By Raed Asad Ahmed and Rekar Aziz
ERBIL, Kurdistan Region – US Secretary of State John Kerry arrived in Erbil Tuesday to try to urge the autonomous Kurds not to quit the political process in Baghdad, after promising “sustained and intense” support to counter a blitz by Sunni militants that threatens to splinter Iraq.
Iraq has been plunging deeper into turmoil since insurgents that include the radical Islamic State of Iraq and Syria (ISIS) captured its second-largest city, Mosul, a fortnight ago, starting a juggernaut that has seen the Iraqi army collapse and large cities and territories falling to the rebels.
In Baghdad on Monday, embattled Iraqi Prime Minister Nouri al-Maliki promised Kerry he would form a new government by July 1, following recent elections that preceded the current crisis, as militants reportedly captured the Baiji refinery, the country’s largest.
There were still conflicting reports about whether government forces or the rebels were in control of the oil facility in the country’s north.
In Erbil, Kerry went into a meeting with Kurdistan Region President Massoud Barzani to urge the Kurds – who have no love lost for the Shiite Maliki and have said he must step down instead of seeking a third term -- to help in the formation of a new Iraqi government.
Kurdish support will be key to hold Iraq together.
The Kurdistan Regional Government (KRG), on the other hand, has moved its Peshmerga military into vast territories outside its official borders to secure Kurdish-inhabited areas left vacant by a wholesale retreat of the Iraqi army.
That includes the oil city of Kirkuk, which the Kurds consider the capital of a future state.
Convincing the Kurds will be a tough sell for Kerry, because for years Erbil has had nothing but problems with Baghdad. In a CNN interview aired Monday, Barzani said “it is time now for the Kurdistan people to determine their future,” the strongest statement he has made regarding independence.
"Iraq is obviously falling apart anyway, and it's obvious that a federal or central government has lost control over everything," Barzani told CNN.
In Baghdad, Kerry said US support would work only if Iraq remains together.
"The support will be intense and sustained and if Iraq's leaders take the necessary steps to bring the country together, it will be effective,” Kerry told reporters.
Although the Kurds have Kirkuk, whose oil revenues would surpass anything they could get from staying part of Iraq, their Peshmerga forces also have been facing attacks in areas they recently moved into.
On Monday morning, two Improvised explosive devices (IEDs) went off on the Rabia border crossing between Iraq and Syria, killing one Kurdish soldier and injuring six of his colleagues, Peshmerga officer Muzaffar Silkayi said.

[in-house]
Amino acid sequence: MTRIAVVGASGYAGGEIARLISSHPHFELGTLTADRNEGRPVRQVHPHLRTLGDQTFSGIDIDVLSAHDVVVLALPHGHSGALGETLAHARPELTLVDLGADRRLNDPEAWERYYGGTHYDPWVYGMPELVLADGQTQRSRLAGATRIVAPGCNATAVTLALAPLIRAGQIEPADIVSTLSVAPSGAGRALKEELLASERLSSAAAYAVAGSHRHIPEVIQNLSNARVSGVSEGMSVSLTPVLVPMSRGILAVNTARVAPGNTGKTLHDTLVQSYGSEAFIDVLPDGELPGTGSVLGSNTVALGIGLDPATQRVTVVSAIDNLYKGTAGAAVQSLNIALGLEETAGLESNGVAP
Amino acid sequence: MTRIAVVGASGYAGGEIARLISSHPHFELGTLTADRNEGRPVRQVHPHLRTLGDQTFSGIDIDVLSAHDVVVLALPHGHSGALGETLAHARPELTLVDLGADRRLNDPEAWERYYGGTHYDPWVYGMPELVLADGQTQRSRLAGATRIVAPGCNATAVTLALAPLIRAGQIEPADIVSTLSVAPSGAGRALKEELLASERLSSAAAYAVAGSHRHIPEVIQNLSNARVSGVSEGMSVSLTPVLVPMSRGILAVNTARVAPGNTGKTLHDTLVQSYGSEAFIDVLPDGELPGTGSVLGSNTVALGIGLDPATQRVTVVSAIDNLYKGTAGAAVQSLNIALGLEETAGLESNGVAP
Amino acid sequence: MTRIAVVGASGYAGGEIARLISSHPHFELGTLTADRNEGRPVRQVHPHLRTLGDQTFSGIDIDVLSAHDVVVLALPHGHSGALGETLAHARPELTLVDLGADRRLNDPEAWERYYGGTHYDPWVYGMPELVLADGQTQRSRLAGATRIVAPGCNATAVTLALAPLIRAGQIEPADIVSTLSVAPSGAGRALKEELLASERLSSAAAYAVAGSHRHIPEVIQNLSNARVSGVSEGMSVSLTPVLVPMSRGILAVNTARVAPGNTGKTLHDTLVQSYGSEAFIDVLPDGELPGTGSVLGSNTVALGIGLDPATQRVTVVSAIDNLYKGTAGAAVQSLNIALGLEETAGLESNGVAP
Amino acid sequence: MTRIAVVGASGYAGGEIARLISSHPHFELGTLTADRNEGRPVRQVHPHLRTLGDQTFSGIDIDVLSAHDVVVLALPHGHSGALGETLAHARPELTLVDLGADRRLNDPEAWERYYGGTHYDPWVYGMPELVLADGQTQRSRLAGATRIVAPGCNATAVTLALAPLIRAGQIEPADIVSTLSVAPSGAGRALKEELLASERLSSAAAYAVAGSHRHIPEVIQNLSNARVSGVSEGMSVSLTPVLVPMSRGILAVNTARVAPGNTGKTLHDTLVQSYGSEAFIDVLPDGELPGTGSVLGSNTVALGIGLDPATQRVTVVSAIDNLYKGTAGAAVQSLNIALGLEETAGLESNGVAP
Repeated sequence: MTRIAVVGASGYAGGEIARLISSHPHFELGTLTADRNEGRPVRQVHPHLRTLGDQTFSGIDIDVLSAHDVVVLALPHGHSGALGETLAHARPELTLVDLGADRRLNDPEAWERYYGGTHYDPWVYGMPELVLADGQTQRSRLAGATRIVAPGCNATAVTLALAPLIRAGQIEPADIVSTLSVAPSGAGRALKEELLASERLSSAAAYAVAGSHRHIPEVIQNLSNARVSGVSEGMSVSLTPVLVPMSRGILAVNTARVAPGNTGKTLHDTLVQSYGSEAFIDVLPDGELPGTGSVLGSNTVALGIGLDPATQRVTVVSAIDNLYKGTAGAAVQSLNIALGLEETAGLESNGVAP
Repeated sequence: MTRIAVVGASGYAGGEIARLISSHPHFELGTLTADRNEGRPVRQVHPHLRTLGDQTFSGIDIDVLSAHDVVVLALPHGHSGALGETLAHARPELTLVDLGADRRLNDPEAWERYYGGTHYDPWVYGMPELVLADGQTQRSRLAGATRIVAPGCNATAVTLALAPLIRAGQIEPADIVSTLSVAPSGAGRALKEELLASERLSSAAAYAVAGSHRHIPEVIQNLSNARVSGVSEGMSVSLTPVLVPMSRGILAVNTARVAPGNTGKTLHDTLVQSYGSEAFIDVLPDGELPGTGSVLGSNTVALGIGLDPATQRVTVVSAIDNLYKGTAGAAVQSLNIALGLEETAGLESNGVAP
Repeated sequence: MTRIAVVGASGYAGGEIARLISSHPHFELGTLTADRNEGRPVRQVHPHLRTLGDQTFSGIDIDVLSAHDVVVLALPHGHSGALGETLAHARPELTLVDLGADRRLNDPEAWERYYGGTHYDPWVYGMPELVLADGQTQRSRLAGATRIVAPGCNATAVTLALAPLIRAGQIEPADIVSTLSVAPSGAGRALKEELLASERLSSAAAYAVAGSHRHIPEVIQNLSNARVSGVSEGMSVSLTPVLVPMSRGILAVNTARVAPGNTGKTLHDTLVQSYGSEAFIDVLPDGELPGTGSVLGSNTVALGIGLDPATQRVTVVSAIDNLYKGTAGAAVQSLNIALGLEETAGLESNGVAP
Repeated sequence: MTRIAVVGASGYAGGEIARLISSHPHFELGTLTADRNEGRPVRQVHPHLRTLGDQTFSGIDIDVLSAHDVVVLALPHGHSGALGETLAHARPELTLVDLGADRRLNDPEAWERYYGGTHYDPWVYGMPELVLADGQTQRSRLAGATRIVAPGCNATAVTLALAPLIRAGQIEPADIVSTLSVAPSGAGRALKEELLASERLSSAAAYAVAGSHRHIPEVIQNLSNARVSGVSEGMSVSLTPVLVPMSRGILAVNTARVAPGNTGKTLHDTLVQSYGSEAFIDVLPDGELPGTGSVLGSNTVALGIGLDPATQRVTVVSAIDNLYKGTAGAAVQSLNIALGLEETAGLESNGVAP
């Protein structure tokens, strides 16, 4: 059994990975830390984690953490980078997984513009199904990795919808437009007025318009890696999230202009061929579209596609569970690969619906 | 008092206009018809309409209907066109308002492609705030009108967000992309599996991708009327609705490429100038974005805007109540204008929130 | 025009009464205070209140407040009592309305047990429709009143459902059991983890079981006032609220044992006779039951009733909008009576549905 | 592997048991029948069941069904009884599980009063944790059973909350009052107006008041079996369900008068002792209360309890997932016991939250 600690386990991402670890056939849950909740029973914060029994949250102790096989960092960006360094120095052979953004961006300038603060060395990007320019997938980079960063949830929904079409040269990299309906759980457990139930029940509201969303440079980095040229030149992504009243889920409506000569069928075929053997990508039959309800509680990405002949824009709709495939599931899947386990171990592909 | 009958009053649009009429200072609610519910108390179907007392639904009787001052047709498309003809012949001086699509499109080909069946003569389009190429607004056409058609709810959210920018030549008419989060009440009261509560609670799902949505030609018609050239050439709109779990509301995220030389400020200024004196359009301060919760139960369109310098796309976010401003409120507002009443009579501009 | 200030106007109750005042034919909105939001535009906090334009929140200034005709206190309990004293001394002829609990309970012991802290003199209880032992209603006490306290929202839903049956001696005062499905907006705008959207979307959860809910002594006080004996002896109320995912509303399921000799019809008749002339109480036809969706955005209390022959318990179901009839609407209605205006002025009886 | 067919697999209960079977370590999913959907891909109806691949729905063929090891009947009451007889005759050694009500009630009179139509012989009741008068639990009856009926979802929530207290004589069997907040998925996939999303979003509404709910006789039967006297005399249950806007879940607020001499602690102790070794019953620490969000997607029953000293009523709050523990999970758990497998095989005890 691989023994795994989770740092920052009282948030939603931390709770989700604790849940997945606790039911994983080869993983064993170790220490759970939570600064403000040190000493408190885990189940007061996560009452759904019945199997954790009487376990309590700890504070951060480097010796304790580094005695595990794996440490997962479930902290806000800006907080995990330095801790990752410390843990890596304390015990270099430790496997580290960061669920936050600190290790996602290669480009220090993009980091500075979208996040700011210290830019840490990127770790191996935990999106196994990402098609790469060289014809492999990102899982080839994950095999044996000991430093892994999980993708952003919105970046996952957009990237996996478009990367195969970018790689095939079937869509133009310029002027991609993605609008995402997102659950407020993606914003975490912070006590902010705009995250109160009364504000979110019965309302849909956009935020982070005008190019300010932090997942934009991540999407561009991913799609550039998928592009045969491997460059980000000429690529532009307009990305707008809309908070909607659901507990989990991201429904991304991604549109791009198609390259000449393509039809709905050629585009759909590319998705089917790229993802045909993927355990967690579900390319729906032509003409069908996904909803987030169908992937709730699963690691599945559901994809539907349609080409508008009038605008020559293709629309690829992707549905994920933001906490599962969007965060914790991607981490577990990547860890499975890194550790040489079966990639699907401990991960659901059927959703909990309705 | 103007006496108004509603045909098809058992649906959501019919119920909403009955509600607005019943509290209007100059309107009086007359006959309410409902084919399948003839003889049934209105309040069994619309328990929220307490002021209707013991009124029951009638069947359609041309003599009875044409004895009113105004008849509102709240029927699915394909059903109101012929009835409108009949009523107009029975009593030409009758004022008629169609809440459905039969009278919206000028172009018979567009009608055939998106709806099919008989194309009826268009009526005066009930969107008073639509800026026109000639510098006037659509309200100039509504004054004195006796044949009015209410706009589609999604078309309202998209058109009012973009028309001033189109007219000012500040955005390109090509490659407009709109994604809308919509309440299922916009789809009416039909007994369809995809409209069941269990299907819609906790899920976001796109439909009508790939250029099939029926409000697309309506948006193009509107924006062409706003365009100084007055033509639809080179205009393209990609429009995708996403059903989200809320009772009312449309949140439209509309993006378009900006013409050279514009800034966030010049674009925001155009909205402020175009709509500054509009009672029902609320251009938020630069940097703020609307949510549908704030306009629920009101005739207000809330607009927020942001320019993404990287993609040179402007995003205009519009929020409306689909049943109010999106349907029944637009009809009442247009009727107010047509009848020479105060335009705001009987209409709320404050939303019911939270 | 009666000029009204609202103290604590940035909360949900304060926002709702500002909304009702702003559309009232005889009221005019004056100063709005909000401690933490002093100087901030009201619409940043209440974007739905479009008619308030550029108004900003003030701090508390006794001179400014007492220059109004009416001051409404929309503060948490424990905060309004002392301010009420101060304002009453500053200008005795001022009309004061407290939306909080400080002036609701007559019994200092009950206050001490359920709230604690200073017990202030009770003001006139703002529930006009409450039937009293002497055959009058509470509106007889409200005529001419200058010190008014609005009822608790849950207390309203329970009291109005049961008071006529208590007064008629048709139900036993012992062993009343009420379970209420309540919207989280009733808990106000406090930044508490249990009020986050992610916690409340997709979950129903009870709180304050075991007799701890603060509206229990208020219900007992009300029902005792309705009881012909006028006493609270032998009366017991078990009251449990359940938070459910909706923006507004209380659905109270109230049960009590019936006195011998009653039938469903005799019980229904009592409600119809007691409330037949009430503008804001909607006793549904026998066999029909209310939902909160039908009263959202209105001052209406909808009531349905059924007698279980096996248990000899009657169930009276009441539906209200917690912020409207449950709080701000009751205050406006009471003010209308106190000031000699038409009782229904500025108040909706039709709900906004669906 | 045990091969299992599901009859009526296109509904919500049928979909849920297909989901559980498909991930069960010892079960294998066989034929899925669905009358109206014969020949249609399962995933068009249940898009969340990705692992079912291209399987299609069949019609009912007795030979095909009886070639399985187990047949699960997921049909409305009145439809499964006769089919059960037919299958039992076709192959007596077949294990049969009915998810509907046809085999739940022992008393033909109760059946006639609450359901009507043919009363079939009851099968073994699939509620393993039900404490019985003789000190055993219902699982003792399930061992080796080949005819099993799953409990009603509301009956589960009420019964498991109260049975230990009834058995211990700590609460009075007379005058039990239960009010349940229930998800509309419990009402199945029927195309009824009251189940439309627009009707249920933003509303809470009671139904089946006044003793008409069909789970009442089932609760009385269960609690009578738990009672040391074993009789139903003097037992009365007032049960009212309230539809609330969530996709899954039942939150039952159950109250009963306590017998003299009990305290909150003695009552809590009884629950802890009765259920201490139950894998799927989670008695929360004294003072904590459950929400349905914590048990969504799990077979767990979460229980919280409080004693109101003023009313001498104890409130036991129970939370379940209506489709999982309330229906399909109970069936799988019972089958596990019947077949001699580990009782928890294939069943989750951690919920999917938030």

Peshmerga forces took over the checkpoint after the Iraqi army deserted its positions. ISIS militants, who are fighting both in Iraq and Syria, are already in control of two Iraqi border crossings to Syria. The goal of the rebels is to establish an Islamic state that straddle Iraq and Syria.
“The situation in the rest of the Kurdistan Region is calm, but the deployment of the Peshmerga forces to new areas is a new experiment for us,” said Peshmerga spokesman Halgurd Hikmat. “It will take some time before we can stop these attacks against our forces,” he told Rudaw.
Later Monday, another IED targeted Kurdish forces in Rabia, killing three more Peshmerga soldiers and injuring two.
The Kurds, who appear to be emerging as the only winners from the turmoil threatening to drown Iraq, have received other threats from Shiite militias and radical leaders, who have accused them of being behind the unfolding crisis, an allegation Erbil has denied.
Abu Waris Musawi, spokesman of a militia formed during the Syrian crisis to protect sacred Shiite shrines in Iraq and Syria, sent a televised warning to Barzani over the weekend against annexing Kirkuk.
“We have rockets capable of reaching the center of Erbil city,” he said Saturday on al-Anwar TV.
“We do not listen to these threats and the Kurdistan Regional Government has its own strategy for protecting the Kurdistan Region,” said Jabbar Yawar, secretary general of the Peshmerga ministry.
The Asaib Ahl al-Haq militia, the first to respond to calls by Maliki and Iraq’s highest Shiite authorities to take up arms, last week vowed to fight the Kurds as well as the Sunni extremists.
The Kurdistan Region, which has its own government, parliament, army and constitution, remains the only peaceful and economically prospering portion of Iraq.